This year has been a busy one for surprise releases. Radiohead released A Moon Shaped Pool with one day’s notice, Beyonce’s Lemonade was released following the airing of a special on HBO, Drake’s Views, which has been #1 for eight weeks in a row, was released exclusively to iTunes initially. Kanye West also rush released The Life of Pablo, as did Rihanna with Anti. Of course, all of these artists are superstars, and Radiohead has been playing around with release conventions for nearly ten years. Yet as the traditional music industry continues to evolve and with streaming now commonplace, the question is raised: what hard rock or metal act could surprise-release an album?
Zach Shaw: Without a doubt Metallica could surprise-release an album. That’s because as often as we talk about the band’s recording follies (happy 20th birthday to Load, by the way), Metallica no longer need to prove themselves with a new album. They are one of the few rock bands (not metal, but ROCK) that could still headline festivals like Lollapalooza or get millions of major media outlets to report on their farts without releasing a single note of new music. Hell, they’d probably sell out an entire North American arena tour even if they didn’t have a new album to promote. The fact is that the only real reason it would benefit Metallica to even release a new album (which let’s be honest, will sell WAY better than most records regardless of when or even how they release it) is so they have one extra thing they can sell while on tour.
Furthermore, not only could Metallica surprise-release an album, but they absolutely should surprise-release their forthcoming new record. Here’s a sad (but true…sorry, I had to) fact: in today’s sales climate, Metallica’s new album will likely sale considerably less than 2008’s Death Magnetic in its first week, even if it’s critically acclaimed and beloved by even metal elitists who dismiss anything that came after …And Justice For All. It’s not even Metallica’s fault; most bands nowadays see their first week sales pale in comparison to its predecessor (it even happened to AC/DC, whose 2014 album Rock Or Bust sold roughly 172,000 copies in its first week, while 2008’s Black Ice sold over 784,000 copies in its first week).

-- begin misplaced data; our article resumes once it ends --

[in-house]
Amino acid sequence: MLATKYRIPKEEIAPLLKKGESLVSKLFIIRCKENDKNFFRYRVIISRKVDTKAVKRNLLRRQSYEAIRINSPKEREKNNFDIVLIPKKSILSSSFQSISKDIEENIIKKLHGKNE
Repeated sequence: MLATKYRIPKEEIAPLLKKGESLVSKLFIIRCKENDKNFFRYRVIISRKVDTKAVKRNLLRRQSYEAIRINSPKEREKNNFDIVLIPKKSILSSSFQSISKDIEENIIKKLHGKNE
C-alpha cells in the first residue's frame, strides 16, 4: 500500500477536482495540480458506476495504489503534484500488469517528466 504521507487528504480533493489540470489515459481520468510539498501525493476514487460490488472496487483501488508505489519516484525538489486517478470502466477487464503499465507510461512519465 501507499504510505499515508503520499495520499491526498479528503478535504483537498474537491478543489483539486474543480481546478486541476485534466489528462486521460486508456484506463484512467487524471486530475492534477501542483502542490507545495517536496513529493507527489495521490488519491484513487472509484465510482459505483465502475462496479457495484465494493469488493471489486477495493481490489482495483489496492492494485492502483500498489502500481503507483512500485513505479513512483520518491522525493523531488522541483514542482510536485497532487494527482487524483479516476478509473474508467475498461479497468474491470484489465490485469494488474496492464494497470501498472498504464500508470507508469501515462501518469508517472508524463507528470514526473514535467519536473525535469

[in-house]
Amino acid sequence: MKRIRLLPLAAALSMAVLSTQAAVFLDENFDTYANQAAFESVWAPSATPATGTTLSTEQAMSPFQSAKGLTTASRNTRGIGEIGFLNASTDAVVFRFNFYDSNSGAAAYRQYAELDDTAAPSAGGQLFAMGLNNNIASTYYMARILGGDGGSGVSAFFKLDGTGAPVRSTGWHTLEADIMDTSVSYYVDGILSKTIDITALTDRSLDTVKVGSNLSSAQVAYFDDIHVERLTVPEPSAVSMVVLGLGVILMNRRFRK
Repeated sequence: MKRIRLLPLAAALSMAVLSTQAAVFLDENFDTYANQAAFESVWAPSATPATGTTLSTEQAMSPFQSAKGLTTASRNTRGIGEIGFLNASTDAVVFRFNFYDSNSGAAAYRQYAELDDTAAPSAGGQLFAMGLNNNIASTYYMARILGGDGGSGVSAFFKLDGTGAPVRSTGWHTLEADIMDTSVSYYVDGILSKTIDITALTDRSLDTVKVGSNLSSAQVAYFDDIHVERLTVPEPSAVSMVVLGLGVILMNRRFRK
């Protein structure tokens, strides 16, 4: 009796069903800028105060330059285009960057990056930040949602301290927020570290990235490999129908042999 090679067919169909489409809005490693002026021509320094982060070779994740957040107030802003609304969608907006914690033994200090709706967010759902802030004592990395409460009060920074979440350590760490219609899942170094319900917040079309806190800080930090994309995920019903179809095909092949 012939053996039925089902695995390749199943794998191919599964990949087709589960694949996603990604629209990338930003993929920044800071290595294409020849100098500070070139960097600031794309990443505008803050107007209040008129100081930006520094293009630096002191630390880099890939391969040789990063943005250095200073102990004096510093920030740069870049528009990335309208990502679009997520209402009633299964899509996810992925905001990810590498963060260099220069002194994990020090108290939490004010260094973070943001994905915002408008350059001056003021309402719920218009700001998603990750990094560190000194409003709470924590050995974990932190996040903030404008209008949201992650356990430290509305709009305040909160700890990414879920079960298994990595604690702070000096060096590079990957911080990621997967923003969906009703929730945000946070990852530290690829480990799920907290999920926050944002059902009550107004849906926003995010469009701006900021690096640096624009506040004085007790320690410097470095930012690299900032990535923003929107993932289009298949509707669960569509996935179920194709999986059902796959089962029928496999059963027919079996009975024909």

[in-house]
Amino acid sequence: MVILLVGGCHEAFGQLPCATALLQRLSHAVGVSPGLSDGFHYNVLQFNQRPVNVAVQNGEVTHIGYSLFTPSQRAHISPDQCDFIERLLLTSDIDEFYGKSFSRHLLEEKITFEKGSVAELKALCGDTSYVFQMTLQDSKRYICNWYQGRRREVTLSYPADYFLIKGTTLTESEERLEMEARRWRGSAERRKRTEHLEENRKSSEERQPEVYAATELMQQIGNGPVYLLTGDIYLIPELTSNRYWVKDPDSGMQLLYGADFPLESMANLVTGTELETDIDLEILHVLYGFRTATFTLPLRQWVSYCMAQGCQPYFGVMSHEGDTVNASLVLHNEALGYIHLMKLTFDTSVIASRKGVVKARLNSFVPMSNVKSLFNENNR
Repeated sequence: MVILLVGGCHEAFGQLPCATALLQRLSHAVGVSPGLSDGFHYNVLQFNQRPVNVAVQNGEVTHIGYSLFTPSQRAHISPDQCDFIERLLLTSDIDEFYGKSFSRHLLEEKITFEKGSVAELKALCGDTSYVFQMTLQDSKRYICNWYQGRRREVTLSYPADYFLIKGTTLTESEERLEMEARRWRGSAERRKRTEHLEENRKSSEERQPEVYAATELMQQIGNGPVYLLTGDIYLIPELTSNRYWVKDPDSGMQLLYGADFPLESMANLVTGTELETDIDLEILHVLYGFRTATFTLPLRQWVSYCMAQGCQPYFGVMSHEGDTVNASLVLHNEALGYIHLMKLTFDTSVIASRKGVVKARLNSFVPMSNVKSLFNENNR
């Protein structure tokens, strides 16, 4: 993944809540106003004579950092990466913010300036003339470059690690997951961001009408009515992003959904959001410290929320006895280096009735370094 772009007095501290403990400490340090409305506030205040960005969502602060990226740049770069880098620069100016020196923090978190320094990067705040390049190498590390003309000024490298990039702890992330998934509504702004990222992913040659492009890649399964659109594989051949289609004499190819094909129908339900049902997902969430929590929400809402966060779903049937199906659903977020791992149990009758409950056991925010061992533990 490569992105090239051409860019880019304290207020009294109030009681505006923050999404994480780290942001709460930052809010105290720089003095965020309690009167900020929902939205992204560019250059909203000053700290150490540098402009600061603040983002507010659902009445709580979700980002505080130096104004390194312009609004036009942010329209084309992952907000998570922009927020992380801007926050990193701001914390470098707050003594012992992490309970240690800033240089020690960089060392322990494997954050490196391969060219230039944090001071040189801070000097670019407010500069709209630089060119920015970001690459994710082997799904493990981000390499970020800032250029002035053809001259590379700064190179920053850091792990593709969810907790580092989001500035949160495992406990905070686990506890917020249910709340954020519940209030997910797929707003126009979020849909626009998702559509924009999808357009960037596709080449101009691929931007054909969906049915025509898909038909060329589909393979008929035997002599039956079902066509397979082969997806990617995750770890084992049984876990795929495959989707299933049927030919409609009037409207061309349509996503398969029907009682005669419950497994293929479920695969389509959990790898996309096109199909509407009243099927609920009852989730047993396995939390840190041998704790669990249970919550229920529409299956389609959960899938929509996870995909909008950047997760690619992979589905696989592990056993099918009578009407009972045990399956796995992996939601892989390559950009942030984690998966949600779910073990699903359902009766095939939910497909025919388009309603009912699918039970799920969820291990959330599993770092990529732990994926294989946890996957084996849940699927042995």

Ok, I know I just went on about how Metallica has nothing to prove anymore, and a new album is merely a product they can sell at the merch table. And it’s not like the headline “New Metallica Album Sells X less than Death Magnetic” would do any considerable damage to the band’s brand. But do you know what would be a better headline? “Metallica Sells X Amount Of Copies Of New Album, Despite Short Notice Of Release.” It’s cheap press, but hyping up the fact Metallica sold a shit ton of copies of an album they gave fans/press no notice on (which again, you know it will) is a nice way to downplay the fact it sold less than Death Magnetic. And as an added bonus, it avoids getting a new album lumped in with Metallica’s more recent… financial failures (namely that 3D movie, the destination festival, and Lulu).
Plus, remember when I mentioned how Metallica gets a ton of press for just farting? Imagine the media attention they’d get for this. The truth is though that even if Metallica doesn’t gain that much from a surprise-release album, they’re one of the few bands who also wouldn’t lose much from doing it either (and would maybe even lose less for the same amount of gain as they would from spending millions of dollars on an advance three-month PR push). Again, at the end of the day, the album will just be another thing for Metallica to sell at their already guaranteed successful tours, and maybe even get a few extra news hits from as well.